The Secretary General of the African Organisation for Standardisation (ARSO), Dr Hermogene Nsengimana, has called on African governments to strengthen their standards regulation agencies to position them as the springboard for economic development.
He said standards played a critical role in the competitiveness of businesses and must be prioritised while the continent implemented the African Continental Free Trade Area (AfCFTA) agreement to reap the benefits of the world's biggest trade bloc.
Dr Nsengimana made the call at the 65th meeting of the ARSO Council in Accra last Wednesday.
The ARSO Council members, who are heads of the standards organisations of member states, have met in Accra to identify a means of facilitating seamless intra-Africa trade through harmonised infrastructure.
The meeting is taking place amidst calls to accelerate the harmonisation of standards in the region to achieve the objectives of the AfCFTA.
It is being held under the theme: “The beginning of trade among African countries under the AfCFTA Agreement: Boosting intra-African trade within the African single market through ‘One Standard–One Test–One Certificate–Accepted Everywhere”.
In order to reap the benefits of the free trade agreement, Dr Nsengimana said the ease of doing business in the region must be deepened by eliminating trade barriers and harmonising standards.
“When we talk about one standard, we are talking about harmonisation and we are looking at equal collaboration or mutual recognition arrangement so that we can help our private sector to trade from Ghana to Kenya or South Africa with one standard so that we can reduce the cost of products,” he said.
The Director General of the Ghana Standards Authority (GSA), Professor Alex Dodoo, said harmonisation of standards in the region would ensure that small and medium scale enterprises got access to the AfCFTA market without technical barriers.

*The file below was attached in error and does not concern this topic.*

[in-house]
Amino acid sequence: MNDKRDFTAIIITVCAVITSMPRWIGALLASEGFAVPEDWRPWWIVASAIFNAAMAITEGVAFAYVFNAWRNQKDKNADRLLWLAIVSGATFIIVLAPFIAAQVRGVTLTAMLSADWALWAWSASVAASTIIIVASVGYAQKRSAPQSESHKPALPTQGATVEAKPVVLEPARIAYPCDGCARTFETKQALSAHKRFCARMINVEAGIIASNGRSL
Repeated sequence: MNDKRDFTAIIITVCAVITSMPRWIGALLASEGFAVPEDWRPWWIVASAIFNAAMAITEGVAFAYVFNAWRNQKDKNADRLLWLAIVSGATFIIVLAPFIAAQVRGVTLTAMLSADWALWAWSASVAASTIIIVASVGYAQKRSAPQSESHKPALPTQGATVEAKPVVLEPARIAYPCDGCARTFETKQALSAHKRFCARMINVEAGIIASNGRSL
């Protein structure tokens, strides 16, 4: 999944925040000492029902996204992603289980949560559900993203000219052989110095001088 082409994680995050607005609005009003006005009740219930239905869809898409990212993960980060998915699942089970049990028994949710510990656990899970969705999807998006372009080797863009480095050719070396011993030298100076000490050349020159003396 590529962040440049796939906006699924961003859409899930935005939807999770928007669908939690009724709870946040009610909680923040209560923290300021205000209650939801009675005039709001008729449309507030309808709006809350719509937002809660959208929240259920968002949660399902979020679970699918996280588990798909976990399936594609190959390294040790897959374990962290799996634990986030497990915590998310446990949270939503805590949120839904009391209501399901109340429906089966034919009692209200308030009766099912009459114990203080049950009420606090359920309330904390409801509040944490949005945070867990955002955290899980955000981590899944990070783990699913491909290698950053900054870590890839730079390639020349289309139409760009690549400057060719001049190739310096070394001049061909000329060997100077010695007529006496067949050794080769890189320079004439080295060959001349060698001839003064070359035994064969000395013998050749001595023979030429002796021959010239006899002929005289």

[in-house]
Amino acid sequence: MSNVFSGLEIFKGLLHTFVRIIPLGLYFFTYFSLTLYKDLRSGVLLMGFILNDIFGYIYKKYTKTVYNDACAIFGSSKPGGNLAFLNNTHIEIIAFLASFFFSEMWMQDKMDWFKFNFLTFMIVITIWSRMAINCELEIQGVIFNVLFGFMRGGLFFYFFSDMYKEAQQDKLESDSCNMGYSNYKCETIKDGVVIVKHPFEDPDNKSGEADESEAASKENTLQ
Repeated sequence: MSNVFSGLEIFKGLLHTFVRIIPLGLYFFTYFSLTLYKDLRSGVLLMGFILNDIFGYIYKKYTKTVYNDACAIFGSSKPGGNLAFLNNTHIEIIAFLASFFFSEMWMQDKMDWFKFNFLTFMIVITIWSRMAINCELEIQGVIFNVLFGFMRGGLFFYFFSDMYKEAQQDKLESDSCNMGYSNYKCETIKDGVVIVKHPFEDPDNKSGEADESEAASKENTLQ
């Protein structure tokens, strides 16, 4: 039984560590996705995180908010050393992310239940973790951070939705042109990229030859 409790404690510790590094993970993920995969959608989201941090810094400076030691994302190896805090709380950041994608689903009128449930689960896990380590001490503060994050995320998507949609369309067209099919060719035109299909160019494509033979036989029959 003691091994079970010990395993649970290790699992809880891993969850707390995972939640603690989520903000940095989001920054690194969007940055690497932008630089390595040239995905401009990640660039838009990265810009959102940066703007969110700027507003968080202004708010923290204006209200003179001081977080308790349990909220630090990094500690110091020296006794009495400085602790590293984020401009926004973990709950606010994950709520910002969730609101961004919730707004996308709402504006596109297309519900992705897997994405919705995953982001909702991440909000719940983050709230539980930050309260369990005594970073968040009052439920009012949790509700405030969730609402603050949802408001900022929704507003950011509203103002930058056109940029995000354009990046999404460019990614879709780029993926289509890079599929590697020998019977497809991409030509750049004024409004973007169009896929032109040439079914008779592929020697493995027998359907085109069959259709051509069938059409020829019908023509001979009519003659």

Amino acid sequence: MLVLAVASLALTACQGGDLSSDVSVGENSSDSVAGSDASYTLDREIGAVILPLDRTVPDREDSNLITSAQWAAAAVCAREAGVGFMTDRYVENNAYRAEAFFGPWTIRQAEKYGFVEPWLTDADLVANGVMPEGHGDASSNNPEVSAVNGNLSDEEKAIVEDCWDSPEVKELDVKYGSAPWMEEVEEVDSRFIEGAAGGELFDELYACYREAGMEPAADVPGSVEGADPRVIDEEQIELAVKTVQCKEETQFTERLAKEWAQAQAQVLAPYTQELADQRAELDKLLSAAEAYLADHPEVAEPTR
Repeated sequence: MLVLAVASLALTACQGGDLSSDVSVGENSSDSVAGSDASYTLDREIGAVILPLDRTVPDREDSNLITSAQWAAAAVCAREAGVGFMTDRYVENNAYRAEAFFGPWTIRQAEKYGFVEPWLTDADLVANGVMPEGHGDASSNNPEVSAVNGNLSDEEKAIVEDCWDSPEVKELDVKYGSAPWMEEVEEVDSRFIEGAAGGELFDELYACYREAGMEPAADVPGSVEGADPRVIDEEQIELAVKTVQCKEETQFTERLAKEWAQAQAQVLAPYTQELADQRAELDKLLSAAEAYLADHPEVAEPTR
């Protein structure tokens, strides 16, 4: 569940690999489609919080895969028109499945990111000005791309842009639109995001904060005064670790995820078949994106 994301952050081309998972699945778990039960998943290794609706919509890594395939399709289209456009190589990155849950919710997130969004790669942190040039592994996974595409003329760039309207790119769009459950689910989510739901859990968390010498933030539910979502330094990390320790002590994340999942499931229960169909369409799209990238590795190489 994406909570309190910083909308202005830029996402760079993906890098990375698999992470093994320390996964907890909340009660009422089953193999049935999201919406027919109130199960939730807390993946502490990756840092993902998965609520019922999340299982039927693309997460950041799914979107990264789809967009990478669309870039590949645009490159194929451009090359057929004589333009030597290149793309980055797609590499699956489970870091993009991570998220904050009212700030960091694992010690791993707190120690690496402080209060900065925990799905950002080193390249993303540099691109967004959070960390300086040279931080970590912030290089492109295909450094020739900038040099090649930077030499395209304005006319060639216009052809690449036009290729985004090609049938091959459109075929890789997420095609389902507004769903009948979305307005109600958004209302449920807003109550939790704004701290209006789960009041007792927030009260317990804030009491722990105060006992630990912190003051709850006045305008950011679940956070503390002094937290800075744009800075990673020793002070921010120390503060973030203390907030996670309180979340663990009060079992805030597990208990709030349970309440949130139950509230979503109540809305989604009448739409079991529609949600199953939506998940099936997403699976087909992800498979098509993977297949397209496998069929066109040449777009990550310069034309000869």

“AfCFTA will remain a slogan if we fail to address the technical barriers to intra-Africa trade. We have to find innovative ways to accelerate the standards harmonisation process for businesses to take off,” he said.
Prof. Dodoo, who is also the President-elect of the ARSO, said harmonisation of standards was key to improving inter-African trade with a focus on improved quality of goods on the African market.
“By adhering to the global standards and removing technical barriers to trade, African manufacturers can improve their market share and increase their competitiveness thereby creating jobs and wealth for the youth,” he said.
He said the main objective of ARSO was to facilitate intra-African and global trade by providing and facilitating the implementation of harmonised standards.
The Chairman of the Parliamentary Select Committee on Trade, Industry and Tourism, Mr Carlos Kingsley Ahenkorah, urged all standards bodies on the continent to ensure that their laws and policies were modern and aligned with the World Trade Organisation (WTO) and ARSO.
“Once our quality policies are in line with the Pan African Quality Policy and once we use African Standards, we will automatically reduce several barriers to trade and improve the ease of doing business on the continent,” he said.
Mr Ahenkorah added that accepted standards would improve African industry and create wealth.